A VerySpatial Podcast
Shownotes – Episode 315
July 31, 2011
Main Topic: Reed Copsey of CTech
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Today (July 20th) marks the 42nd anniversary of landing the first man on the moon. I think most people are fairly familiar with the amount of engineering work it took to get three men to the moon (and two landing on it). What many of us might be a little less aware of is exactly how much training all the astronauts did to prepare. You’d expect them to do all sorts of stuff with the equipment and collecting samples, but did you know they got jungle survival training in case the return module landed in the jungle? Or that they had to go to geology field camp to learn about geology? Weird Magazine online has a pretty cool photo collection detailing some of the training exercises they all practiced. I think we have to owe no small amount of the success of each of these missions to the clearly extensive training each of these men received in preparation.
Here’s hoping today’s anniversary will spur further space exploration!
In today’s world of spatial driven technologies we talk from a lot of directions and about a range of technologies. Over the next couple of months I am going to try to break out some of the concepts that have become interwoven over the years through the mixing of technologies, the increase of computing capabilities, and marketing hype. I am not going to try to do a history of the industry by any means, but I will often dig back into that history to figure out where today’s notions of concepts merged or separated.
The goal will be, by September or October, to be able to wrap things up with a lucid (as much as I generally get in a post) take on the aspects of the industry that are the drivers. Yeah, you probably know what I will talk about when we get there, but as they say, ‘it isn’t the destination, but the journey’. On that…let’s start the journey.
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Completely off topic filler to follow:
One of the great things about the Esri UC is that it ends on Friday giving you a weekend to recover. I know this is fairly common for conferences that cater to companies or government agencies, but my many years of conference attendance have been heavily academic oriented leaning toward Geography and archaeology conferences. Academic conferences ‘take advantage’ of the weekends so that you don’t miss as many days of class, can escape from work, etc to help you attend. Getting home Sunday afternoon or, better yet, late Sunday after a cross country flight (e.g. AAG in Seattle this April) means that you connect two weeks with a very tiring long weekend (and not in the good way). It rarely leaves you with any kind of post conference euphoria.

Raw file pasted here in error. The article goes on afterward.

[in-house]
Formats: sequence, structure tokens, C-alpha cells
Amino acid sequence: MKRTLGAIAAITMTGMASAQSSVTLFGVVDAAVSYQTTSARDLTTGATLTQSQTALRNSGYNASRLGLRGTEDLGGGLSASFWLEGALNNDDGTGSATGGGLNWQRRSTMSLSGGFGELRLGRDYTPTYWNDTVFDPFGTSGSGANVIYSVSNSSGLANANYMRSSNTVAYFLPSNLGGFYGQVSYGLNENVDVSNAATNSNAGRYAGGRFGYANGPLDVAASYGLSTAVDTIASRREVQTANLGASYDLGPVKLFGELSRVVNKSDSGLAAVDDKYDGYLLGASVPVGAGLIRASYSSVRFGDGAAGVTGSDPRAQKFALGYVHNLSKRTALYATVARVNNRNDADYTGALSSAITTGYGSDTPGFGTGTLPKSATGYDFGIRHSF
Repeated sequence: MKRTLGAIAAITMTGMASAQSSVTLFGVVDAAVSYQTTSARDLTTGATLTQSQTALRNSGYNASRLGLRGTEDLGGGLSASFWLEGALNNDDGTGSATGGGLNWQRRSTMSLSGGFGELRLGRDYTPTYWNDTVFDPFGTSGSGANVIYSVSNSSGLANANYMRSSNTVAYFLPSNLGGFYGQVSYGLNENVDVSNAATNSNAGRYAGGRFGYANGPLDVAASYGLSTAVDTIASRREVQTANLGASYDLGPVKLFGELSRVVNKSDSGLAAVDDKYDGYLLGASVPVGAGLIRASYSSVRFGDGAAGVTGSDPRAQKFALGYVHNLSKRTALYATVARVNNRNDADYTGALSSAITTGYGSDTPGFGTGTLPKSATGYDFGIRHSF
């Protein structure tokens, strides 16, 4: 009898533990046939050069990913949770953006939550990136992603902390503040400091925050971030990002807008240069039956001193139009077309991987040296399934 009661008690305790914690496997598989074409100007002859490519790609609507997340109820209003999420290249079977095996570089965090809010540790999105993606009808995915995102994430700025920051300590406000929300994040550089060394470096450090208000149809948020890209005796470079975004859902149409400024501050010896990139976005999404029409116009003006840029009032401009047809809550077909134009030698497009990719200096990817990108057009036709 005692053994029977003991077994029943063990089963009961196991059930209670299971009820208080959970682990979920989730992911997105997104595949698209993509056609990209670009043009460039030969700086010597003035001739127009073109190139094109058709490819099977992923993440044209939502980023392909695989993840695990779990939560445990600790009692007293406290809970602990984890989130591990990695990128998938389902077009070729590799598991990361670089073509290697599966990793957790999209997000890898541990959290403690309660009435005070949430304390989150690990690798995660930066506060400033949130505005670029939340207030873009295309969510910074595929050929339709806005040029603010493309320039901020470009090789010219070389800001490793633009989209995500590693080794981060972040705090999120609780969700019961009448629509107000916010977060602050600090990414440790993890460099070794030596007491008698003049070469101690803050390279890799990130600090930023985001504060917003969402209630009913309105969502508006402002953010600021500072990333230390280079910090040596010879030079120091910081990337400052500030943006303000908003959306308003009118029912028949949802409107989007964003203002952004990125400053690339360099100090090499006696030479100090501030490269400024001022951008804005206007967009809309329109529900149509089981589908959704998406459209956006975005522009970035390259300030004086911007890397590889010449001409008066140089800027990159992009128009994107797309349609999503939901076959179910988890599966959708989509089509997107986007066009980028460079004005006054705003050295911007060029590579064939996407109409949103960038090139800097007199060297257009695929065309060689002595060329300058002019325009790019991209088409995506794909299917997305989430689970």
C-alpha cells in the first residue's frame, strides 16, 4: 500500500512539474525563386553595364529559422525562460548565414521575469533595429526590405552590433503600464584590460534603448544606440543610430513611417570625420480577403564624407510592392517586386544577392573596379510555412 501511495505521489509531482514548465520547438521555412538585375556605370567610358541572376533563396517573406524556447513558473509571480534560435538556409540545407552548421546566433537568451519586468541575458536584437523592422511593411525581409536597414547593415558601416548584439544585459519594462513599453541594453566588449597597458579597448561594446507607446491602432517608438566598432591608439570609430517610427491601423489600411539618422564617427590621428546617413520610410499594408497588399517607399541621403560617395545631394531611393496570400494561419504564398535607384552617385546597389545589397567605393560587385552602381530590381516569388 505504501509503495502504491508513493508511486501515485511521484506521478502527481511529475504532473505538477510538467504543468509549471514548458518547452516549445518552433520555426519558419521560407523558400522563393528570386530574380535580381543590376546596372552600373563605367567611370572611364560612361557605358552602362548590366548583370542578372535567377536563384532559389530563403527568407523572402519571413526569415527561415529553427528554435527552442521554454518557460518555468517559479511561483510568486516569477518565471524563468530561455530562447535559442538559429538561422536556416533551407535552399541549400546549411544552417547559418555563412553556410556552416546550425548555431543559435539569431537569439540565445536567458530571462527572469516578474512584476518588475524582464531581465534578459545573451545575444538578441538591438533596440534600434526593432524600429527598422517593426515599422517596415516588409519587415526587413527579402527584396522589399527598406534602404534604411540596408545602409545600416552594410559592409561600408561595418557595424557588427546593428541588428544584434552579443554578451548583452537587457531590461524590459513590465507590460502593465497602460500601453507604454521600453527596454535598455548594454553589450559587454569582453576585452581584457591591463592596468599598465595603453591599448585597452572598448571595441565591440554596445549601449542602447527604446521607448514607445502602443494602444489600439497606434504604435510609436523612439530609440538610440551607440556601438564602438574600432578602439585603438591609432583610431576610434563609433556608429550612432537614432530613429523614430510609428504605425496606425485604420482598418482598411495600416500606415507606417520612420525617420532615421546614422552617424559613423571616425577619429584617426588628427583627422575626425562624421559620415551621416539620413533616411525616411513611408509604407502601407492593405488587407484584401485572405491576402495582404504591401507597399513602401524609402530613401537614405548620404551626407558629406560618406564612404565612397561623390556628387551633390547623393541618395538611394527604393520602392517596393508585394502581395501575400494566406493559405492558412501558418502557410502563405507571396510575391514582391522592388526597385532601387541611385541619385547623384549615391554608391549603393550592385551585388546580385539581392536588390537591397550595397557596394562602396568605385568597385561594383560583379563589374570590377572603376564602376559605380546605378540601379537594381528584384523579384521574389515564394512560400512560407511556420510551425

Any way, I wish everyone we interviewed, chatted with, presented to, saw in the hall ways…a great recovery weekend. However, if you stuck around in SD to attend Comic-con, I resend the good wishes and wish you little-toe cramp (the appendage not the severity) during your time at the SDCC next weekend…just kidding…or am I…just kidding!
If you are at the Esri UC in San Diego, swing by Room 30E of the SDCC at 5:30PDT for our 6th anniversary celebration. Elvin Slavik of the ArcPad Team will once again join us at the mics to share wisdom on geospatial in general.
I forgot the webcam, so we probably won’t be able to stream the live show, but if I can pull something together we will try to stream at http://www.ustream.tv/user/VerySpatial.
We stopped by the NACIS booth to find out what is happening at the NACIS conference October 11-14 and what resources are available to the community.
Among those resources are travel grants to the NACIS conference and free student memberships which are only open until Friday, 15 July 2011, so get your application in soon!.